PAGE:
Army, Navy (includes naval air arm), Air Force (Bharatiya Vayu Sena), Coast Guard
Ground Forces (SV), Navy (VMF), Air Forces (Voyenno-Vozdushniye Sily, VVS); Airborne Troops (VDV), Strategic Rocket Troops (Raketnyye Voyska Strategicheskogo Naznacheniya, RVSN), and Space Troops (KV) are independent "combat arms," not subordinate to any of the three branches; Russian Ground Forces include the following combat arms: motorized-rifle troops, tank troops, missile and artillery troops, air defense of ground troops
The names of the ground, naval, air, marine, and other defense or security forces
Office of the United Nations High Commissioner for Human Rights, Geneva, Switzerland, 1997. Data collected from the nations concerned, unless otherwise indicated. Acronyms: Amnesty International (AI); European Council of Conscripts Organizations (ECCO); Friends World Committee for Consultation (FWCC); International Helsinki Federation for Human Rights (IHFHR); National Interreligious Service Board for Conscientious Objectors (NISBCO); Service, Peace and Justice in Latin America (SERPAJ); War Resisters International (WRI); World Council of Churches (WCC)
Conventional arms transfers (1990 prices) - Exports (US$ millions)
Refers to the voluntary transfer by the supplier (and thus excludes captured weapons and weapons obtained through defectors) of weapons with a military purpose destined for the armed forces, paramilitary forces or intelligence agencies of another country. These include major conventional weapons or systems in six categories: ships, aircraft, missiles, artillery, armoured vehicles and guidance and radar systems (excluded are trucks, services, ammunition, small arms, support items, components and component technology and towed or naval artillery under 100-millimetre calibre).
SIPRI (Stockholm International Peace Research Institute). 2005. SIPRI Arms Transfers. Database. February. Stockholm.
Military expenditures data from SIPRI are derived from the NATO definition, which includes all current and capital expenditures on the armed forces, including peacekeeping forces; defense ministries and other government agencies engaged in defense projects; paramilitary forces, if these are judged to be trained and equipped for military operations; and military space activities. Such expenditures include military and civil personnel, including retirement pensions of military personnel and social services for personnel; operation and maintenance; procurement; military research and development; and military aid (in the military expenditures of the donor country). Excluded are civil defense and current expenditures for previous military activities, such as for veterans' benefits, demobilization, conversion, and destruction of weapons. This definition cannot be applied for all countries, however, since that would require much more detailed information than is available about what is included in military budgets and off-budget military expenditure items. (For example, military budgets might or might not cover civil defense, reserves and auxiliary forces, police and paramilitary forces, dual-purpose forces such as military and civilian police, military grants in kind, pensions for military personnel, and social security contributions paid by one part of government to another.)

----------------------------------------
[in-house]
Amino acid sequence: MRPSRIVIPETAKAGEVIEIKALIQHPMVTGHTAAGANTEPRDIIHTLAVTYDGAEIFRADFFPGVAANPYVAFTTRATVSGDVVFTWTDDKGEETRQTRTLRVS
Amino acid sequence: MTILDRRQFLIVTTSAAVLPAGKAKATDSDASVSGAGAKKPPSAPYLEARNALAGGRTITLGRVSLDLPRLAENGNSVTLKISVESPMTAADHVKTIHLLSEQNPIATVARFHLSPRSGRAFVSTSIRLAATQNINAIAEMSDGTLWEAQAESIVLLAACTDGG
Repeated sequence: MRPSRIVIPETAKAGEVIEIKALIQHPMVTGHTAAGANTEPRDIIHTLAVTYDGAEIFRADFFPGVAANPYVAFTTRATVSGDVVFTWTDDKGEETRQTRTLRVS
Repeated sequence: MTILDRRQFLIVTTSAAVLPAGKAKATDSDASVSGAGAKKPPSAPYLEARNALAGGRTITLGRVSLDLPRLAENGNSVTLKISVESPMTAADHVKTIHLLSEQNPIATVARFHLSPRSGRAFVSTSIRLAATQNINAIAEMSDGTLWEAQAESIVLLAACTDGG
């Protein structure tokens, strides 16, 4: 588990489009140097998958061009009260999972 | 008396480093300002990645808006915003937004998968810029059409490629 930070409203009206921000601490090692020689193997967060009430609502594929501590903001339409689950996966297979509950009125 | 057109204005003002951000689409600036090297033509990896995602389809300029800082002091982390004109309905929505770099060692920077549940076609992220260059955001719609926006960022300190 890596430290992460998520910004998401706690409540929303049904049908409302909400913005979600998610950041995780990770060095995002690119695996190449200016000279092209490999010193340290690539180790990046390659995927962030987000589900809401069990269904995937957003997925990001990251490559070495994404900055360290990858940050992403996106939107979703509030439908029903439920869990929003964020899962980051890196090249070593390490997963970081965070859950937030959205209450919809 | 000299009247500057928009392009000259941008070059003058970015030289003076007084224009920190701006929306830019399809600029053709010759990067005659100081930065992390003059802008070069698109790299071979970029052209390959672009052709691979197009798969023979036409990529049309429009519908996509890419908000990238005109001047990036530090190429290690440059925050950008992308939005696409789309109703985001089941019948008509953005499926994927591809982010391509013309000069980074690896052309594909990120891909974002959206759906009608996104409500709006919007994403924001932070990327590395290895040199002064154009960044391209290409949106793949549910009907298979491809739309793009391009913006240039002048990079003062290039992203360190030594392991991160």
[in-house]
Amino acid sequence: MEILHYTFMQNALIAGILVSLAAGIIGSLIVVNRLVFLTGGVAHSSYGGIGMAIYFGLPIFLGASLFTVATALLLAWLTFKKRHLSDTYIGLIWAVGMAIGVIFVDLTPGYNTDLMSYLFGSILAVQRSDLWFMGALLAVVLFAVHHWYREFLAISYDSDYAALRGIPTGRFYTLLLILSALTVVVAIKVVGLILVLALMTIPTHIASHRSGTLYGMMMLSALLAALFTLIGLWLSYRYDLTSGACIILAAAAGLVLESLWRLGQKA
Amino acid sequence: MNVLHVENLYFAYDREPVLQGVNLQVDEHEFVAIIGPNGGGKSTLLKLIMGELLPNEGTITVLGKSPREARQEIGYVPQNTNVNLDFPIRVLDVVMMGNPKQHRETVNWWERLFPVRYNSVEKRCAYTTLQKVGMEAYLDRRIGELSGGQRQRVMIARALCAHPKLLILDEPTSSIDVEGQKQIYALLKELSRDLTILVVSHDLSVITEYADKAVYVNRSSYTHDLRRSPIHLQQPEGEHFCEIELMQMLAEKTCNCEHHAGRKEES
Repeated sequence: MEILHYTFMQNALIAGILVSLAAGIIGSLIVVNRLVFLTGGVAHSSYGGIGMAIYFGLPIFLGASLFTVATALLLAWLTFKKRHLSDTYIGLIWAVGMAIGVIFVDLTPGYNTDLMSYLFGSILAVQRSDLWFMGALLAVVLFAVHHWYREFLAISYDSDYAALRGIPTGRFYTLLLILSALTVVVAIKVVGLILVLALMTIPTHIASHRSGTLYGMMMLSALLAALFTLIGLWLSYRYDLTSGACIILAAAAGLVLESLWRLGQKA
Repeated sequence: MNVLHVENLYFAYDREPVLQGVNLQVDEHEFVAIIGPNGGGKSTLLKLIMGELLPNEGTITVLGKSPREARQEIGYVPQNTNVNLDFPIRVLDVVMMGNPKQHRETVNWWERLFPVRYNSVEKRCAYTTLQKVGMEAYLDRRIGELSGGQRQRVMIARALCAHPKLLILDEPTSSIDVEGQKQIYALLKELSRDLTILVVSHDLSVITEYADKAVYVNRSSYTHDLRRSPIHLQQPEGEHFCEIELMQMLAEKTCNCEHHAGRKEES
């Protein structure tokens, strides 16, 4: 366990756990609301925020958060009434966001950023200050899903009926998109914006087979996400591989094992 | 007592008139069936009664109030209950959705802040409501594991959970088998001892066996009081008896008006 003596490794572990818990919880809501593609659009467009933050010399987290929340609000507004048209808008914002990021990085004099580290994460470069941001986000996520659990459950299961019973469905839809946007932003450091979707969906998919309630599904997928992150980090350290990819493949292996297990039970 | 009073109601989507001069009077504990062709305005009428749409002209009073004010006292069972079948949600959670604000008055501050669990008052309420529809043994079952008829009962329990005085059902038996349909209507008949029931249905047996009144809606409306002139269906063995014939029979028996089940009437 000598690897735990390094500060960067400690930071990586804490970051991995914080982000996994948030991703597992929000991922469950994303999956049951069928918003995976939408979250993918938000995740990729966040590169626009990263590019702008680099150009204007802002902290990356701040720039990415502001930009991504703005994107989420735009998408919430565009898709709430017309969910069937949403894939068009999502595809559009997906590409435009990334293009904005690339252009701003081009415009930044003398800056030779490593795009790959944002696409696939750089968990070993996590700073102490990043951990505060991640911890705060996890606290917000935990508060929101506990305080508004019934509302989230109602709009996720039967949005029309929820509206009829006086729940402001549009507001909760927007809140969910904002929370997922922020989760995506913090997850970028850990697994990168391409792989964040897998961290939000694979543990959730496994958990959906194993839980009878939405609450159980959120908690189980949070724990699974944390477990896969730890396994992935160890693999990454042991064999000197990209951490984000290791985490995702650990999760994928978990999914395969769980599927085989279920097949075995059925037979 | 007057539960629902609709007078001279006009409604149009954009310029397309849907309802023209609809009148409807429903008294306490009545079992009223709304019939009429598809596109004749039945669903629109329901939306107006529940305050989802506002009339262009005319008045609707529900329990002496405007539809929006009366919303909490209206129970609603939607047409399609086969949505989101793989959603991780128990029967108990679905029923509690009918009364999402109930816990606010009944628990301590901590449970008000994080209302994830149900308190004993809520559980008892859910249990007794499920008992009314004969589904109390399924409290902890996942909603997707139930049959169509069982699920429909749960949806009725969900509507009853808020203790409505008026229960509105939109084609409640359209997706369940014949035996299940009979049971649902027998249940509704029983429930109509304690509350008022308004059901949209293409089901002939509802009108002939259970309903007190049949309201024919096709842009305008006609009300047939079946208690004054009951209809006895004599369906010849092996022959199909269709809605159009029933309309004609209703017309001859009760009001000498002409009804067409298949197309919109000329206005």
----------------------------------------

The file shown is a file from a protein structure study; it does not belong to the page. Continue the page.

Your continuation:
Armed forces personnel are active duty military personnel, including paramilitary forces if the training, organization, equipment, and control suggest they may be used to support or replace regular military forces.
16 years of age for voluntary military service; no conscription; women officers allowed in noncombat roles only
18-27 years of age for compulsory or voluntary military service; males are registered for the draft at 17 years of age; service obligation - 1 year; reserve obligation to age 50; as of July 2008, a draft military strategy called for the draft to continue up to the year 2030
This entry gives the required ages for voluntary or conscript military service and the length of sevice obligation.
For almost two decades, India has sought to develop and deploy ballistic and other missiles. User trials of the Prithvi-1 (150 km-range) and Prithvi-2 (250 km-range) ballistic missiles have been completed; both variants have been "inducted" into the Indian Army and Air Force respectively. India's Defence Research and Development Organization (DRDO) announced in September 2002 that the naval variant of the Prithvi (Dhanush) has completed sea trials and is ready for "induction." Five tests of different versions of the intermediate-range Agni ballistic missile were conducted between May 1989 and January 2001. Limited series production of the Agni-TD-I (1,500 km-range) and Agni-II (2,000-2,500 km-range) has commenced, and the Indian Army is raising a missile group to take possession of the missiles. In January 2003, DRDO conducted a second test of the single-stage, solid-fuel, 700-800 km-range version of the Agni. This new missile has been dubbed the Agni-1; it will be the likely successor to the Prithvi-series, which will henceforth be used in a battlefield support role. India reportedly will test a 3,500-4,000 km-range variant of the Agni (Agni-III) by the end of 2003. 'Development flight-trials' of the supersonic cruise missile BrahMos/PJ-10, which India is co-developing with Russian assistance, are likely to continue through 2003, with serial production expected to begin in 2004. However, India's sea-launched ballistic missile, Sagarika, is not expected to become operational before 2010. India is not a member of the Missile Technology Control Regime (MTCR); in November 2002, it rejected a draft of the International Code of Conduct (ICOC) on ballistic missile proliferation on grounds that it is discriminatory and interferes with the peaceful uses of space technology.